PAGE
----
Only one show left!

Only one show left!

Give us the Reader’s Digest version of your improv origin story.
I saw my first show at the Hideout in 2010 and started taking classes the very next day. At the time, I was in a super depressed place in my life. I had moved back from California after a bad break-up and had been living in Austin for six months with no friends. I thought, “Whatever, I’ll take a class,” and I’m so glad I did.

Roy Janik was my teacher and Jordan Maxwell was my TA, so it was just a powerhouse of a teaching team. My Level One classmates became some of my best friends at the time.

I got cast in a show, False Matters, directed by Shannon McCormick. (Oh man, I had no business being in that show.) And it helped get my name into the mix for Live Nude Improv, which I got into a few months later. It was at that moment that I realized how important it was to capitalize on word of mouth and momentum as a new imp. It felt like people liked me and were excited to play with me, and so I just dove in 200%.

I was coaching/performing/rehearsing seven days a week for about a six-month span.

Everything was going great, but it didn’t take long before I was doing it for all the wrong reasons. I started becoming really territorial about my place at the Hideout and within the Austin improv community in general. Every audition started becoming way too connected to my ego and pride. I overbooked myself with projects and shows because I felt like the minute I said “no” I’d lose the new girl momentum and I’d just disappear. Other up-and-coming ladies became threats rather than friends. It all became very toxic. I didn’t like myself anymore, and I definitely lost a lot of friends in the process. At some point, I said “fuck this” and booked a ticket to Peru.

Seven months in Peru was everything it needed to be, and when I got back, I threw myself back into improv with a completely different mission statement: to be a positive part of this community. I started the Student Mainstage Productions, started teaching, and started having fun.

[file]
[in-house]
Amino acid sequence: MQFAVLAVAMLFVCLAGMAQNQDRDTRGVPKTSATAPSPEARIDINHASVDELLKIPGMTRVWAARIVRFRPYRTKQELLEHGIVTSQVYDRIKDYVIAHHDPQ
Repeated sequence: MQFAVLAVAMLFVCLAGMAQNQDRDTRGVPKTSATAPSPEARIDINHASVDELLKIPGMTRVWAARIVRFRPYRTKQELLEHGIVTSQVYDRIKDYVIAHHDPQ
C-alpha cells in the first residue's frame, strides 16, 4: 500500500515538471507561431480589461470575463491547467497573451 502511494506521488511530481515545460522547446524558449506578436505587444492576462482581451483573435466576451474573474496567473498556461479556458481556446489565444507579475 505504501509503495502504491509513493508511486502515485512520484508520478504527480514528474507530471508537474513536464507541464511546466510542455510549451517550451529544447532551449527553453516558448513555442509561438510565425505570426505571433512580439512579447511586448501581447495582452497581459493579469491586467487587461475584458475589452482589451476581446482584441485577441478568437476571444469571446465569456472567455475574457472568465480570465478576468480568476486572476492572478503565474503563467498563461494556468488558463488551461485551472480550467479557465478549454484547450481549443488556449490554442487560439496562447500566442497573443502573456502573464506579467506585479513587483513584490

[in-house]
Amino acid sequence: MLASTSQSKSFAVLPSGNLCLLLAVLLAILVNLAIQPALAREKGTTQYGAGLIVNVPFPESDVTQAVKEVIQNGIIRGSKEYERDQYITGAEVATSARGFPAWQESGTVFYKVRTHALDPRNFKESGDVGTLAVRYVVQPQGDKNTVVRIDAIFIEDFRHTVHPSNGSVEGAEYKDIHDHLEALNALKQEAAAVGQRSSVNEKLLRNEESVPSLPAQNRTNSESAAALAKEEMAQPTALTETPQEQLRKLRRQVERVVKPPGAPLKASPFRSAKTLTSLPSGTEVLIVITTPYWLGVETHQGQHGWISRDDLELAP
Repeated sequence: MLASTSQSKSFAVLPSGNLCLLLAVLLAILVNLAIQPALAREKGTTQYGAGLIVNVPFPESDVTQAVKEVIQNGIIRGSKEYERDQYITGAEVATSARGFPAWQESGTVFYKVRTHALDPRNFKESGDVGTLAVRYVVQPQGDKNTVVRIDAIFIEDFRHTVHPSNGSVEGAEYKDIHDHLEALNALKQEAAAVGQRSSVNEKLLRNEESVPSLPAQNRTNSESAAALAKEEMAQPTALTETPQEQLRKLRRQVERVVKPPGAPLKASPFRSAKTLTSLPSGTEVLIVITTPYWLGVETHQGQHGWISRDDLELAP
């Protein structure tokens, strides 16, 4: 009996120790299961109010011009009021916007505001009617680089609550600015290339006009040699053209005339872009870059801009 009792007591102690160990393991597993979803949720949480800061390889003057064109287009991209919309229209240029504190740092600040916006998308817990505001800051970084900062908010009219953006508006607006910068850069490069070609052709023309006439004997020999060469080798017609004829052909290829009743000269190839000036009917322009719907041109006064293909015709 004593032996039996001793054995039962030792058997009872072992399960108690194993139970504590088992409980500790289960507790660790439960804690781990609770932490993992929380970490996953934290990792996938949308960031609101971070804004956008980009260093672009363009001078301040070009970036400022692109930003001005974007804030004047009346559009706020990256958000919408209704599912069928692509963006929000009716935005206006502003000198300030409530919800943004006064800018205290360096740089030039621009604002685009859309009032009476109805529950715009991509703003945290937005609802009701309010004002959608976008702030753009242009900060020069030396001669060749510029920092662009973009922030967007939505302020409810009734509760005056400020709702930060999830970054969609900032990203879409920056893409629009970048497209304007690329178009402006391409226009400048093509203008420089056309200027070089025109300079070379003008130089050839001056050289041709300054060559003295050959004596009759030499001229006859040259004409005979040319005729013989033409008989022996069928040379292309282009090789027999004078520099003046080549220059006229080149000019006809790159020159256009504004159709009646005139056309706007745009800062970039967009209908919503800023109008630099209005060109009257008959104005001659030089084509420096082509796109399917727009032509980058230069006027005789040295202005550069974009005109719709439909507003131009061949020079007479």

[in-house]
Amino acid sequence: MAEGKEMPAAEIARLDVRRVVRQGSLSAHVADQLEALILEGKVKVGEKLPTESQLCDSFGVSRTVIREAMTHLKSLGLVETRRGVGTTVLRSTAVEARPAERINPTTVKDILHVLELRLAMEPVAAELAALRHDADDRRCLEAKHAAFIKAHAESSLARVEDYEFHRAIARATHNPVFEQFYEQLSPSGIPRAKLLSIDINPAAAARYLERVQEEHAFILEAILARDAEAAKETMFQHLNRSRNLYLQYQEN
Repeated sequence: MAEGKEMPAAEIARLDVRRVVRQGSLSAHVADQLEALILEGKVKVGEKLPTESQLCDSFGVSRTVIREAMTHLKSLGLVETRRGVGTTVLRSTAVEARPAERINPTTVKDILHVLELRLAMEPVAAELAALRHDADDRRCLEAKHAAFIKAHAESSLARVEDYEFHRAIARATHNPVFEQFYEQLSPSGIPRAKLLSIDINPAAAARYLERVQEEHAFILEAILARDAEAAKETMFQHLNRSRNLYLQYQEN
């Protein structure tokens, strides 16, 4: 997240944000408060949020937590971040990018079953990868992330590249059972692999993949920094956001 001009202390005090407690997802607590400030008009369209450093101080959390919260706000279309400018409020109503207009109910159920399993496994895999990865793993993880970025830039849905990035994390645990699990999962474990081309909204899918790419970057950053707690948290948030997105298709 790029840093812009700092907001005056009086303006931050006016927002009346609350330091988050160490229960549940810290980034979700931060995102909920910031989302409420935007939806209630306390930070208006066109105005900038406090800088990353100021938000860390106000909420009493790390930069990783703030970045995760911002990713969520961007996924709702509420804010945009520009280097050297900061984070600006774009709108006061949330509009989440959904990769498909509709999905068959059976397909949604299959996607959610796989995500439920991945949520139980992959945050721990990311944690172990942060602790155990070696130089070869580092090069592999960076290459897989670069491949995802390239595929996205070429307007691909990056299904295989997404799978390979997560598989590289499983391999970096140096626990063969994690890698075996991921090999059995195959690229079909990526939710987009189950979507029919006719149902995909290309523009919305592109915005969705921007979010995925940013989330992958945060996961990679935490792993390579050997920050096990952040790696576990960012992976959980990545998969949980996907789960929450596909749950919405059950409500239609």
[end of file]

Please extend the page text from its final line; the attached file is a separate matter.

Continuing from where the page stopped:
What’s a concrete thing an improviser could do right now, tonight, and become instantly better?
Mirror work! Mirrors can help break down so many insecurities. After the shower, dance around in front of the mirror. Squeeze your fat and make it talk with a weird accent. Make fun of your body. See how far you can twist and stretch, but do it all while talking like a drugged out yoga instructor. Crack yourself up with how good/bad/dumb/pretty/ugly/ridiculous you are.

When I first started improv, I used to try to do this stuff in front of the mirror, but I’d stop because I’d become too embarrassed or self-conscious. I think that’s very telling! How could I throw myself onstage unabashed if my internal judgment was so strong that it stunted me even when no one was watching?

Once I could do mirror work, improv became a breeze.

What’s the hardest you’ve ever laughed?
Anytime I’m with the Escorts, I’m cracking up. Specifically, though, the Escorts went on a retreat in Lockhart. We did a version of Apples to Apples where everyone actually wrote out their own nouns to match the adjective. You had one minute to write as many as you could, and then the judge individually ranked all of them. It wouldn’t make sense to go into details without context, but trust me, it was the hardest I’ve laughed in years.

You’re moving to Los Angeles later this year. Do you intend to improvise in L.A.? And what’re your thoughts on making your way in a new community of artists?
I do improv in Austin because I love the community-oriented vibe, so it would be cool to find a niche of players who aren’t using improv as a stepping-stone towards stardom. All in all, I’ll probably end up taking a class with Troy. I’ll also be 25 and freshly graduated so it wouldn’t be the worst thing for me to try to, you know, get a job and start a career.

If you wrote an improv manual, what might be the titles of the first three chapters?

  1. Fuck with your friends without fucking them over
  2. Surprise! You’re dead! – The importance of losing when you don’t expect to
  3. Aim for the Heart – How to make every offer matter

Who’s the funniest person you personally know?
Melissa Patterson. Hands down. 100%. I highly recommend seeing her in all the things.

Melissa Patterson and Ruby in "Reform School for Wayward Girls"

Melissa Patterson and Ruby in “Reform School for Wayward Girls”

Who’s an underrated performer or troupe in Austin?
I am super excited to share the narrative stage with J.R. Zambrano and Margaret Rose. J.R. was in Aftermath and Margaret was in A Penny Dreadful. Those two are going places, it’s just a matter of time. I hope they keep auditioning and putting themselves out there.